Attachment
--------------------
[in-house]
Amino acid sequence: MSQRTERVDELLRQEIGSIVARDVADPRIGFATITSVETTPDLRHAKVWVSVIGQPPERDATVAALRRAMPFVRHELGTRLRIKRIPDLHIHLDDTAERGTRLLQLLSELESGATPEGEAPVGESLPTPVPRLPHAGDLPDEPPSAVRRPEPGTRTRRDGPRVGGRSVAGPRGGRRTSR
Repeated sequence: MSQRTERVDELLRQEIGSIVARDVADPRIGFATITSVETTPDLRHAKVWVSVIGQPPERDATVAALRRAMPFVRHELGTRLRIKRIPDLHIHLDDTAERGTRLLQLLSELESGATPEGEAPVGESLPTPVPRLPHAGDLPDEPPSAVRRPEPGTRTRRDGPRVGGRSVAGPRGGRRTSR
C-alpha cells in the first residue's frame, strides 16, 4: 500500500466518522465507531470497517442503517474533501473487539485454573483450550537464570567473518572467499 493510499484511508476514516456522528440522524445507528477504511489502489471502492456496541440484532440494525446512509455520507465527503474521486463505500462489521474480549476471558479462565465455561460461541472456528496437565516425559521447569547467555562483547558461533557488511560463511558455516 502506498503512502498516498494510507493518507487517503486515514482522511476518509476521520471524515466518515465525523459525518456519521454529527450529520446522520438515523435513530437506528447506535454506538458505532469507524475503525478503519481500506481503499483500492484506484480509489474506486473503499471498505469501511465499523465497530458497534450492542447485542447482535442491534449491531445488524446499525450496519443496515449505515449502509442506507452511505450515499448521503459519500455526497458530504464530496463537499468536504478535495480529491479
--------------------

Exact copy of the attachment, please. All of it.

[in-house]
Amino acid sequence: MSQRTERVDELLRQEIGSIVARDVADPRIGFATITSVETTPDLRHAKVWVSVIGQPPERDATVAALRRAMPFVRHELGTRLRIKRIPDLHIHLDDTAERGTRLLQLLSELESGATPEGEAPVGESLPTPVPRLPHAGDLPDEPPSAVRRPEPGTRTRRDGPRVGGRSVAGPRGGRRTSR
Repeated sequence: MSQRTERVDELLRQEIGSIVARDVADPRIGFATITSVETTPDLRHAKVWVSVIGQPPERDATVAALRRAMPFVRHELGTRLRIKRIPDLHIHLDDTAERGTRLLQLLSELESGATPEGEAPVGESLPTPVPRLPHAGDLPDEPPSAVRRPEPGTRTRRDGPRVGGRSVAGPRGGRRTSR
C-alpha cells in the first residue's frame, strides 16, 4: 500500500466518522465507531470497517442503517474533501473487539485454573483450550537464570567473518572467499 493510499484511508476514516456522528440522524445507528477504511489502489471502492456496541440484532440494525446512509455520507465527503474521486463505500462489521474480549476471558479462565465455561460461541472456528496437565516425559521447569547467555562483547558461533557488511560463511558455516 502506498503512502498516498494510507493518507487517503486515514482522511476518509476521520471524515466518515465525523459525518456519521454529527450529520446522520438515523435513530437506528447506535454506538458505532469507524475503525478503519481500506481503499483500492484506484480509489474506486473503499471498505469501511465499523465497530458497534450492542447485542447482535442491534449491531445488524446499525450496519443496515449505515449502509442506507452511505450515499448521503459519500455526497458530504464530496463537499468536504478535495480529491479